Polski3's View from Here

Quote of some personal revelence: "Is a dream a lie, that don't come true, or is it something worse?"

Saturday, November 12, 2005


Scott Elliot, an educational journalist who blogs at "Get on the Bus", recently blogs about attending a workshop about "testing and teacher quality." At the EdWonks 30th Edition of the CARNIVAL OF EDUCATION, Scott submitted his post about this workshop, blogging that "both presentations were excellent, but for now I just want to throw out one fascinating tidbit about homework."
Scott wrote, "Kathleen Madigan, a teaching expert with Advantage Schools, told us one of the most important things for parents to pay attention to is homework. Here's what she said:
-Kids who simply have homework assigned to them tend to score better on standardized tests.
-When teachers assign AND collect homework, kids scores go even higher.
-When homework is assigned, collected AND corrected, kids scores are as much as three to four times higher.
-The more feedback a teacher gives on a corrected homework assignment, the better for the student. Teachers who show their work, demonstrating how the problem should have been done correctly rather than simply marking it wrong with a comment will raise the student's standardized tests scores."
It is great for us teachers to assign meaningful homework, be able to collect it, grade it and provide meaningfulnful comments. In theory, this is the way 'it' is supposed to be.
A basic homework requirement for students at our school (at least those taught mostly by the former academic team I was a part of ), are assigned to read over and study what they did in each core class recently, read their AR book for at least 30 minutes, do whatever assignments they received that are due soon, work on any projects that are not immediately due, but are soon due, and to organize their school materials. Most of us core team teachers assign homework that is due in a day or two. Some of the work I assign is simply looked at to see if they did it. Some of it is more intently read and evaluated for correctness and format.
However, reality rears its ugly head. I teach 172 Seventh graders. The vast majority of them are classified as being "basic" or below. I do not have time to grade and provide comments or corrections for each and every assignment I offer my students. And unfortunately despite everything us teachers tell our students, once the students work is returned, that's it for THAT work. It disappears into the black hole of their backpack, gets shoved someplace into a three ring binder or lost or thrown away. Many of our students, unless they are forced to do so, will not pay attention to any comments. Yes, teachers can assign corrections homework to be done, but there are a myriad of problems with this also. Many students won't do it outside of class.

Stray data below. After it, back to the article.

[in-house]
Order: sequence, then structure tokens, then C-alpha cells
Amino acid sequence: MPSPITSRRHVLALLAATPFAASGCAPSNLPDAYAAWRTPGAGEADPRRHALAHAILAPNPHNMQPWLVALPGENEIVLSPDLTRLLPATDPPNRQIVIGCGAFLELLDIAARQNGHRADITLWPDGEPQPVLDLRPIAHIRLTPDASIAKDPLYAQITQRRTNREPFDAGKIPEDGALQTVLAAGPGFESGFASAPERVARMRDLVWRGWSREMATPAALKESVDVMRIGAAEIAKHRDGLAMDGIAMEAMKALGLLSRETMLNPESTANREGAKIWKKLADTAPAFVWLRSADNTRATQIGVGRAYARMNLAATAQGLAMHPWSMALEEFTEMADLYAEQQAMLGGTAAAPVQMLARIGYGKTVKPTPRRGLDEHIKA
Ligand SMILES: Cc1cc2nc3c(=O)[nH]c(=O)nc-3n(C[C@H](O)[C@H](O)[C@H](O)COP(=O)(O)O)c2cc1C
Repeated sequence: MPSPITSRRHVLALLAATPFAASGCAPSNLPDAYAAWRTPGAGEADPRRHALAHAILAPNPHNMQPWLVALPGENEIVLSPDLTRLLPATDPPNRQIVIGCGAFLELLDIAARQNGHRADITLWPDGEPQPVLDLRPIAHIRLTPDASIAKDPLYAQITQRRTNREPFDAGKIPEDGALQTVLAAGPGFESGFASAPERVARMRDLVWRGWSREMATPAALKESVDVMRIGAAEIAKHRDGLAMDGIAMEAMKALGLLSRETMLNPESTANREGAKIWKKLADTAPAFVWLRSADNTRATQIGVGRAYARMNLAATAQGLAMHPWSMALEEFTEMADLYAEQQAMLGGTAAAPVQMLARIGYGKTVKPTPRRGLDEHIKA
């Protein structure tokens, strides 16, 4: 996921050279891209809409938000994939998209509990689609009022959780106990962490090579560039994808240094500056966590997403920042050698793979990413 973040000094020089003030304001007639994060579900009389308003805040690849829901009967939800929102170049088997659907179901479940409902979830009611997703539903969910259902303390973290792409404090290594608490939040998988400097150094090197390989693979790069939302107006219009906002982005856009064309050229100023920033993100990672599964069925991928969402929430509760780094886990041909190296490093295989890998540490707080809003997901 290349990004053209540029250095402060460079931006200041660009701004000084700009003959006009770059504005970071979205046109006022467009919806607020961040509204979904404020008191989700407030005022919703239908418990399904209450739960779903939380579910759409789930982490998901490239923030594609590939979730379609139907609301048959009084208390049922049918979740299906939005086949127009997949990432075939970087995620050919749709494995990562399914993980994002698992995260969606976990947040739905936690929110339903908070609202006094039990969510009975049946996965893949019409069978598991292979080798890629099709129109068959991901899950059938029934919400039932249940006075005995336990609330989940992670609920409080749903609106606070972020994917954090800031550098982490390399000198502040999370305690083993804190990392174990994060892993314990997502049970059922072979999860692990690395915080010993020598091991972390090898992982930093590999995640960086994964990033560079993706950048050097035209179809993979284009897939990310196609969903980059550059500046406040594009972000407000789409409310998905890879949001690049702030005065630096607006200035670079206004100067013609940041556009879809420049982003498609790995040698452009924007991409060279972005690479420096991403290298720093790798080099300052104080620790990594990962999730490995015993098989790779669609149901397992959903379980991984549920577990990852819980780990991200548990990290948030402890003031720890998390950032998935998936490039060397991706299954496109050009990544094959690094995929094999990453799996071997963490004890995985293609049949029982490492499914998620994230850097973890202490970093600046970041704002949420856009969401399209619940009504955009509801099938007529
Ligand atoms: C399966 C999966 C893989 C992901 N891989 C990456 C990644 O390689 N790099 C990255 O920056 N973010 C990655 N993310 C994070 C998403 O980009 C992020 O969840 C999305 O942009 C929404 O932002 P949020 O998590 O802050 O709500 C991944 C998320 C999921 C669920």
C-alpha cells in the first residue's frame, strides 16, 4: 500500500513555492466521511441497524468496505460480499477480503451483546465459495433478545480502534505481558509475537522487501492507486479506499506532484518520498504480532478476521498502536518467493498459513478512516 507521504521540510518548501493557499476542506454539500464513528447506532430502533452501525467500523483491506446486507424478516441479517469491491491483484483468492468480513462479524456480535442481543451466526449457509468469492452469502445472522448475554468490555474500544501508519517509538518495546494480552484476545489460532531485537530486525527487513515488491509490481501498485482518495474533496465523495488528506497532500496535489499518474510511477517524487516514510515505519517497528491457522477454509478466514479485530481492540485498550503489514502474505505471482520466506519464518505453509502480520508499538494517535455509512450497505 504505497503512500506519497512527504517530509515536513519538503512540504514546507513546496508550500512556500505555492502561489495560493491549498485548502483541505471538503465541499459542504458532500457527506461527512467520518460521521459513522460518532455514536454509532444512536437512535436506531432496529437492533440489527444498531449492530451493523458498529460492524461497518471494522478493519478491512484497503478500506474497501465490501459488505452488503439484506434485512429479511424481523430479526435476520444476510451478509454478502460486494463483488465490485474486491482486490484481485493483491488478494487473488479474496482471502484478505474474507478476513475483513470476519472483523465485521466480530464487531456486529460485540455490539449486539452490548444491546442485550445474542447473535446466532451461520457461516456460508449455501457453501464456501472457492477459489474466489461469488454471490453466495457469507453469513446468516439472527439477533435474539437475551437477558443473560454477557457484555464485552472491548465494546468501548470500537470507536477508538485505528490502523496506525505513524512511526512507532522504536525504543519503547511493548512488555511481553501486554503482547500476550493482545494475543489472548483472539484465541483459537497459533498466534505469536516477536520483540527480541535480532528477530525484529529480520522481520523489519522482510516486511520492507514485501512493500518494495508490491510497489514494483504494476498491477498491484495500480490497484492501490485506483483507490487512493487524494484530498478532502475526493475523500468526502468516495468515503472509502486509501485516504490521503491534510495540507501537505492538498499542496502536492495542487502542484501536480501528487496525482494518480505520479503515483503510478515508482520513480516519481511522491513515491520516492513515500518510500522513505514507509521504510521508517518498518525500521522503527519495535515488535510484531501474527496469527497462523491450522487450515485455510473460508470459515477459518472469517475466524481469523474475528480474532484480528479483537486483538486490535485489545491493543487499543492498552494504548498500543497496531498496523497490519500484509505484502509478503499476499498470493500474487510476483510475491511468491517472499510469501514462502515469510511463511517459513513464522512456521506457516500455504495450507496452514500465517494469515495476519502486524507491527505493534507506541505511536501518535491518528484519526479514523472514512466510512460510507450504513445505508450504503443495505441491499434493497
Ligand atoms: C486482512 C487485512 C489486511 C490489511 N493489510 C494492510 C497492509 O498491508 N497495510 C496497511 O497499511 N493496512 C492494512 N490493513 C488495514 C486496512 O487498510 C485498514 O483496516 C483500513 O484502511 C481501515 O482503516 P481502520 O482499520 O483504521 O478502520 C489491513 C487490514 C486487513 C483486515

Some strategies I have used to combat the above teaching realities include assigning homework that is a small chunk that can be easily read and commented upon to provide some feedback for my students, such as quick write activities, two or three comprehension questions for a small chunk of standards based text or Social Studies Skills activities (graph/chart/map analysis, two to three paragraphs of text with reading comprehension or spelling questions; stuff like they will encounter on the standardized tests). We also go over the work in class, either just after the work is returned to students, or as part of a review activity prior to a quiz or test. Part of a students "Daily Homework" is also to correct any errors on any work that is returned to them. This is assigned, but not easily monitored by me unless I collect the work again. And sometimes I do collect it again, in the form of student packets. Letting the students know there is a packet due also helps them keep track of their work. I can also see at a glance if they are correcting the questions they got wrong. Unfortunatelyatly, the vast majority of them do not correct their errors. Some, usually those in the "far below basic" category, seem to be uncapable of keeping track of their work. Do any of you who teach in grades 7 - 12 keep folders in your classroom for THESE students? That is one possible way to keep their work together. But, will it help teach them the need for some basic organizational skills ?
I believe most teachers do as much as they can to provide 'meaningful feedback' to their students. If the teacher is not providing such feedback, then it is the students, their parents and the school administration who need to get involved.

What do you do about homework? Does the amount of feedback depend upon how many students are enrolled in your classes ? Does class sizes impact how much work you collect ? Let us know! Thanks for reading my blog, and as always, I welcome your comments!